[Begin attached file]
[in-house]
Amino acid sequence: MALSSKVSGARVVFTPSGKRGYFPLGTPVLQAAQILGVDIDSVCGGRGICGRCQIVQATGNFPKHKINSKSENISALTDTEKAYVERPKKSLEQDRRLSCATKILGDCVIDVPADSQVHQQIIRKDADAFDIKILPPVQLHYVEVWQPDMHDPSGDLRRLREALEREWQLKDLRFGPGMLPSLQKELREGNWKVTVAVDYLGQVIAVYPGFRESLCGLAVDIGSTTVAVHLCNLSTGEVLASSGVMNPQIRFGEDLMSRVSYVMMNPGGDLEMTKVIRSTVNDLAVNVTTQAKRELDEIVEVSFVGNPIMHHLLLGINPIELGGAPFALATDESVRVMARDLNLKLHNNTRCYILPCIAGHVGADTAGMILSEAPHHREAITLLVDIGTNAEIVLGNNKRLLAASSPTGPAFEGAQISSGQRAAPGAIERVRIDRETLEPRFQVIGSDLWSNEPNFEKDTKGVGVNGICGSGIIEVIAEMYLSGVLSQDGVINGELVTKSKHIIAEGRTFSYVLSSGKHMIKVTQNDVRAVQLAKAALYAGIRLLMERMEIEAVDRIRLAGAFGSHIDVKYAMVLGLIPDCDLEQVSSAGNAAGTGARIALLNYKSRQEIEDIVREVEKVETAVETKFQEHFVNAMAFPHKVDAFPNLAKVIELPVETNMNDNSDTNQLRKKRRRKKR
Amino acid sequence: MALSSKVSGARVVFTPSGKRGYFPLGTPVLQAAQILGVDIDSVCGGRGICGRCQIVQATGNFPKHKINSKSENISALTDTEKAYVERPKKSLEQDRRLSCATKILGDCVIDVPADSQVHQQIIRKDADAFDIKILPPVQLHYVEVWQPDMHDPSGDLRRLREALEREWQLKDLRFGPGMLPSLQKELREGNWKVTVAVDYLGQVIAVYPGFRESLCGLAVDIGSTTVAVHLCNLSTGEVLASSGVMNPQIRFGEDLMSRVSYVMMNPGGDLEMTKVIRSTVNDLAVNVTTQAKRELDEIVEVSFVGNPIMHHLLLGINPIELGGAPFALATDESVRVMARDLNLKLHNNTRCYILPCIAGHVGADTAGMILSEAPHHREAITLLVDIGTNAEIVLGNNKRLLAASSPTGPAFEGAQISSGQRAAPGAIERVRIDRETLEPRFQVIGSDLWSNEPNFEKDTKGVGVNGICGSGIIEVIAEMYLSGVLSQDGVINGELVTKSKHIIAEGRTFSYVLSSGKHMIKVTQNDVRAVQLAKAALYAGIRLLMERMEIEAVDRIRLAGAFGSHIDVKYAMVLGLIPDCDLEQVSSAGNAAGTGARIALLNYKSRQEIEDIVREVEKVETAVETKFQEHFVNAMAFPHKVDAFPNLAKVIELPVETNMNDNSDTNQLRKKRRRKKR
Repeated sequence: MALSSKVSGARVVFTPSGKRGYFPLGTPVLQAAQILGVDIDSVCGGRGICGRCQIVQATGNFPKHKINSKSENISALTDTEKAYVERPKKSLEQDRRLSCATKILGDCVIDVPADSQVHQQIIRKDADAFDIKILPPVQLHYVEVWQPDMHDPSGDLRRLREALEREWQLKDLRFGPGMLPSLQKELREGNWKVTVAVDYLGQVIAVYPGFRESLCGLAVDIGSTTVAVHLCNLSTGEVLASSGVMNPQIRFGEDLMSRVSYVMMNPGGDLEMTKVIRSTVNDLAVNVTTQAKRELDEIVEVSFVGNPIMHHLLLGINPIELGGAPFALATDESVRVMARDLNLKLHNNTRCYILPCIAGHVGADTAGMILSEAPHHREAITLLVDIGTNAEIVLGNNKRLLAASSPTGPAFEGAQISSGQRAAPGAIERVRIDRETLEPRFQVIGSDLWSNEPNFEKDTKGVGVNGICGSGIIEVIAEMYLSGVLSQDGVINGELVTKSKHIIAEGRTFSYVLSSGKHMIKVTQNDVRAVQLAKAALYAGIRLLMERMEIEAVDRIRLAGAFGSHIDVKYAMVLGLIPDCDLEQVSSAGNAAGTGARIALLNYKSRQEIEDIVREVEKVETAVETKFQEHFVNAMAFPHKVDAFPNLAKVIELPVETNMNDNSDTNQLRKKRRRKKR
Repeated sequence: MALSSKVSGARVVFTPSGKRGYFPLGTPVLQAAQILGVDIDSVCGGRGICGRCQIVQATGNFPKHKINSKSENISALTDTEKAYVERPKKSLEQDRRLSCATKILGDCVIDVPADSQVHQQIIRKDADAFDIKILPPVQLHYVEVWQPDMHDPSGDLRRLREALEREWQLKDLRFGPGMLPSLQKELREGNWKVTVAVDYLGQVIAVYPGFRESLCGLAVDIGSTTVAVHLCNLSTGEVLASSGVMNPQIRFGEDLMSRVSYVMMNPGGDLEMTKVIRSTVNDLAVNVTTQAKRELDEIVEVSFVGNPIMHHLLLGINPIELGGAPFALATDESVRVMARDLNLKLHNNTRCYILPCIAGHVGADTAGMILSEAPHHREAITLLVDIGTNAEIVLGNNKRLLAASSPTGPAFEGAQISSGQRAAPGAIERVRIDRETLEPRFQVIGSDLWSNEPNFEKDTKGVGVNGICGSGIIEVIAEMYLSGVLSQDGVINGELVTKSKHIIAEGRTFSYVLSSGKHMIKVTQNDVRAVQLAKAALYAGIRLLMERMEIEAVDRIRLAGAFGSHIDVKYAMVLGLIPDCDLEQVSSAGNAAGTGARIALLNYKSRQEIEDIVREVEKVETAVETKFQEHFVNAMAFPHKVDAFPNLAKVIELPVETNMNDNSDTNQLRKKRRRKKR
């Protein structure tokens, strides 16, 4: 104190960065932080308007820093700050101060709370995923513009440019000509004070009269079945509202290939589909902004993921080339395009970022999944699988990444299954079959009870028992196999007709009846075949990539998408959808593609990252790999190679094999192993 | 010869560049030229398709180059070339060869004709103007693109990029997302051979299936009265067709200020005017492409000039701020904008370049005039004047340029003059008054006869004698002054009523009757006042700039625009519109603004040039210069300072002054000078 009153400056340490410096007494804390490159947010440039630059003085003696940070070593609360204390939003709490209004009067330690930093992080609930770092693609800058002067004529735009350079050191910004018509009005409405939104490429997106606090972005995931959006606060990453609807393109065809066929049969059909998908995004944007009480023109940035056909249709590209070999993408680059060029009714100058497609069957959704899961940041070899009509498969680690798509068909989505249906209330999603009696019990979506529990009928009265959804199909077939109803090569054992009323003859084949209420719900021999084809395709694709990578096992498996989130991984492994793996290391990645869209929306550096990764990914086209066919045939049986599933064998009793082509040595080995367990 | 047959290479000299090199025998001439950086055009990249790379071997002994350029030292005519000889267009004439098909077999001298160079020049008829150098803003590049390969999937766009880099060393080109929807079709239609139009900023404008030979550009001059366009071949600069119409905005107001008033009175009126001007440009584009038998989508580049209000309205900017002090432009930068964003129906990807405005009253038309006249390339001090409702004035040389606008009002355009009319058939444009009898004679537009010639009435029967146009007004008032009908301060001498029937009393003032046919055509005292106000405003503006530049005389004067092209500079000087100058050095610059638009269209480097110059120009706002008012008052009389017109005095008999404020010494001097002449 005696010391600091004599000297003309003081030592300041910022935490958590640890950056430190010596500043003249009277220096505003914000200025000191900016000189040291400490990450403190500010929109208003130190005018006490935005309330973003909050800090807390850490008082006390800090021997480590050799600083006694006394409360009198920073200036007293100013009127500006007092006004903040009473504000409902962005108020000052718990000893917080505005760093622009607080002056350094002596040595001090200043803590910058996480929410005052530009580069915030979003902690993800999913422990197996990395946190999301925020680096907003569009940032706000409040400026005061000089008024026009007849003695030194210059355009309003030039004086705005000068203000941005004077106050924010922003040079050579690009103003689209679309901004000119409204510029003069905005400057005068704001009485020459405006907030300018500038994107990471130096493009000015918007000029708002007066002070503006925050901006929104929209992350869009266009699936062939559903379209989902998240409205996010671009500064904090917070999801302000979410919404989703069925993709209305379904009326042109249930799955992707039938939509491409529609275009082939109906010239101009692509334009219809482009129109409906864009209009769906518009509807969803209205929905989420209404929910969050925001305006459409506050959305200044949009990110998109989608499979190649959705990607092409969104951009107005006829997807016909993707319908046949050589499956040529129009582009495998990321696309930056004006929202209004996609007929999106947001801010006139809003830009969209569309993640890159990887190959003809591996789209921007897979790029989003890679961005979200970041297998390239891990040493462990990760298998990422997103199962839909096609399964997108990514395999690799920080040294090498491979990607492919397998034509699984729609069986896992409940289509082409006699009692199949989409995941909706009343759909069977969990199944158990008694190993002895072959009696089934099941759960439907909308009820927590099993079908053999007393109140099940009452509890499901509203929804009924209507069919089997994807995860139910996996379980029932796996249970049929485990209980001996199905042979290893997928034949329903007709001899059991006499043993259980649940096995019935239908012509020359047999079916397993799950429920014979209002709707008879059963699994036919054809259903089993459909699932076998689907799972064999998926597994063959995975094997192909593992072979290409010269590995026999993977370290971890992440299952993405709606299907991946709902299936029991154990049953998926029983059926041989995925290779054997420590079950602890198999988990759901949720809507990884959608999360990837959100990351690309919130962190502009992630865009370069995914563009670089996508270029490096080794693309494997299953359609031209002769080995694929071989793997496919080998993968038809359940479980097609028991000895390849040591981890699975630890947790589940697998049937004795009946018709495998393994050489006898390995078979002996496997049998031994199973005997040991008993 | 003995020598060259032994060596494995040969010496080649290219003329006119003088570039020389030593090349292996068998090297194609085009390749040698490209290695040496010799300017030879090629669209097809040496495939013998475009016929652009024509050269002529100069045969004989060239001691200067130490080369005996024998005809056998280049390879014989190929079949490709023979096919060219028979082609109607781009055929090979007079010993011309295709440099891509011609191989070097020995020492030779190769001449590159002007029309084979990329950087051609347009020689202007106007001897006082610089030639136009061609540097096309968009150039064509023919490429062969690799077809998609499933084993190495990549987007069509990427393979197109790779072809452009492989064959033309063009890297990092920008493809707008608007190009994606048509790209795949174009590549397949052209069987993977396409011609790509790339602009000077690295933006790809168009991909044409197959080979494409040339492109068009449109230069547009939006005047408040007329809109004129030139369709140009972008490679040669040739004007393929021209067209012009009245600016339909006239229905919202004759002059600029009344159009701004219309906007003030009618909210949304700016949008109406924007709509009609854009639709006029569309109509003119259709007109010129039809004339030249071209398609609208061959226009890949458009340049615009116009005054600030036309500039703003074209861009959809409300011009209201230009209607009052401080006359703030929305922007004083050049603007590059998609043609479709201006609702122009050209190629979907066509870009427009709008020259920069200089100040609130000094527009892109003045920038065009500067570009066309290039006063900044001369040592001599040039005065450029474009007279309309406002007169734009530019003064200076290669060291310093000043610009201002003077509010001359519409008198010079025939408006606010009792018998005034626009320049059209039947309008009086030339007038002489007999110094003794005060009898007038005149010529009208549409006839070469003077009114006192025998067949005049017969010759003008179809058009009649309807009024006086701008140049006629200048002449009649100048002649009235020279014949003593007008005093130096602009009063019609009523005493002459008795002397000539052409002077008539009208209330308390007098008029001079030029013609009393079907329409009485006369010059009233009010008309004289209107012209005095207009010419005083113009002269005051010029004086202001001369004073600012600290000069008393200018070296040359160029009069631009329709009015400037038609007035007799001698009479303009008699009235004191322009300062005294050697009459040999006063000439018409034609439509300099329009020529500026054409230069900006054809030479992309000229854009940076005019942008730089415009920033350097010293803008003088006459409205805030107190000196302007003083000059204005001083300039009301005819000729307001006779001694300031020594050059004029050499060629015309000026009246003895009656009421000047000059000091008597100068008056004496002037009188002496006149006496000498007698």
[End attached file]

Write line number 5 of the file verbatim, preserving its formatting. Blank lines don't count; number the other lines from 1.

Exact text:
Repeated sequence: MALSSKVSGARVVFTPSGKRGYFPLGTPVLQAAQILGVDIDSVCGGRGICGRCQIVQATGNFPKHKINSKSENISALTDTEKAYVERPKKSLEQDRRLSCATKILGDCVIDVPADSQVHQQIIRKDADAFDIKILPPVQLHYVEVWQPDMHDPSGDLRRLREALEREWQLKDLRFGPGMLPSLQKELREGNWKVTVAVDYLGQVIAVYPGFRESLCGLAVDIGSTTVAVHLCNLSTGEVLASSGVMNPQIRFGEDLMSRVSYVMMNPGGDLEMTKVIRSTVNDLAVNVTTQAKRELDEIVEVSFVGNPIMHHLLLGINPIELGGAPFALATDESVRVMARDLNLKLHNNTRCYILPCIAGHVGADTAGMILSEAPHHREAITLLVDIGTNAEIVLGNNKRLLAASSPTGPAFEGAQISSGQRAAPGAIERVRIDRETLEPRFQVIGSDLWSNEPNFEKDTKGVGVNGICGSGIIEVIAEMYLSGVLSQDGVINGELVTKSKHIIAEGRTFSYVLSSGKHMIKVTQNDVRAVQLAKAALYAGIRLLMERMEIEAVDRIRLAGAFGSHIDVKYAMVLGLIPDCDLEQVSSAGNAAGTGARIALLNYKSRQEIEDIVREVEKVETAVETKFQEHFVNAMAFPHKVDAFPNLAKVIELPVETNMNDNSDTNQLRKKRRRKKR